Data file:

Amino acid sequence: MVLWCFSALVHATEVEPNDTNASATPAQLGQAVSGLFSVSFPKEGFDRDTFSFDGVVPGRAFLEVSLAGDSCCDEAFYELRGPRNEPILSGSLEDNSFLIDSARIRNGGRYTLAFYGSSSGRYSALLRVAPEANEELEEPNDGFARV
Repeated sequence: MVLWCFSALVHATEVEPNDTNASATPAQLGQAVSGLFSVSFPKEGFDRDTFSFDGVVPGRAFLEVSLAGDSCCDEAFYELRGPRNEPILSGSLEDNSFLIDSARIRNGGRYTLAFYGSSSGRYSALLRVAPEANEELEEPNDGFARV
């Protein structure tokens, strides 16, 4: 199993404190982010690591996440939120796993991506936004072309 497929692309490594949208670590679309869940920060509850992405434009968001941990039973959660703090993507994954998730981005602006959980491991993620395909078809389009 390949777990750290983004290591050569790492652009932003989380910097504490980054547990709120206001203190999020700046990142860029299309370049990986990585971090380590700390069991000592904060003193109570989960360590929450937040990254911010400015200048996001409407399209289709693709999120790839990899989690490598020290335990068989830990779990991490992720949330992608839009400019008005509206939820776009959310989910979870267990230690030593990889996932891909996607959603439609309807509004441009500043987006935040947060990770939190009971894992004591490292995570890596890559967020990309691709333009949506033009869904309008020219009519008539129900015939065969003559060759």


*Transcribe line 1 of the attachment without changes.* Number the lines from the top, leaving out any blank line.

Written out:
Amino acid sequence: MVLWCFSALVHATEVEPNDTNASATPAQLGQAVSGLFSVSFPKEGFDRDTFSFDGVVPGRAFLEVSLAGDSCCDEAFYELRGPRNEPILSGSLEDNSFLIDSARIRNGGRYTLAFYGSSSGRYSALLRVAPEANEELEEPNDGFARV